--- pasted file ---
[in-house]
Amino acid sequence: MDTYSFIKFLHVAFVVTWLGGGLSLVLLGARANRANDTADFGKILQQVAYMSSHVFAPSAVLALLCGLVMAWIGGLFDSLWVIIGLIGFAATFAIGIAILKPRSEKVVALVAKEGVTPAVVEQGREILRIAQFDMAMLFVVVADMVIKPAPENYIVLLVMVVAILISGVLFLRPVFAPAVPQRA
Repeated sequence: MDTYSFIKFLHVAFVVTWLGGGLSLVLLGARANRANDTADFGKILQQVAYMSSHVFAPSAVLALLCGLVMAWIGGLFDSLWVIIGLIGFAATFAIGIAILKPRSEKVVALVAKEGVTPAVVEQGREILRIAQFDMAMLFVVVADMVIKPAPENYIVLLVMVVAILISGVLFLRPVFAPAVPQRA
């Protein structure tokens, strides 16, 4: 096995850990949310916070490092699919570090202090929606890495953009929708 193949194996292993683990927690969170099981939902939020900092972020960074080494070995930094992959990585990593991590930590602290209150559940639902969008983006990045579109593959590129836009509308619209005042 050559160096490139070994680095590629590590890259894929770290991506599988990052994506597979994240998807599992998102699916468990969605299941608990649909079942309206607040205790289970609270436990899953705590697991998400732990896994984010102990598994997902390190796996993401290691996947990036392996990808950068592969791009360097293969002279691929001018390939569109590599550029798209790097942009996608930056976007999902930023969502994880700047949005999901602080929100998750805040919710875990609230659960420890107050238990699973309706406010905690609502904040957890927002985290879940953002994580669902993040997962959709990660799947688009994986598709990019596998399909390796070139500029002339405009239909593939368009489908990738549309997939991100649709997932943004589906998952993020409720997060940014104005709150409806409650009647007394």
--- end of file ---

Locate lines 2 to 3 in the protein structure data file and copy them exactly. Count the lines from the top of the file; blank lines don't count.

Amino acid sequence: MDTYSFIKFLHVAFVVTWLGGGLSLVLLGARANRANDTADFGKILQQVAYMSSHVFAPSAVLALLCGLVMAWIGGLFDSLWVIIGLIGFAATFAIGIAILKPRSEKVVALVAKEGVTPAVVEQGREILRIAQFDMAMLFVVVADMVIKPAPENYIVLLVMVVAILISGVLFLRPVFAPAVPQRA
Repeated sequence: MDTYSFIKFLHVAFVVTWLGGGLSLVLLGARANRANDTADFGKILQQVAYMSSHVFAPSAVLALLCGLVMAWIGGLFDSLWVIIGLIGFAATFAIGIAILKPRSEKVVALVAKEGVTPAVVEQGREILRIAQFDMAMLFVVVADMVIKPAPENYIVLLVMVVAILISGVLFLRPVFAPAVPQRA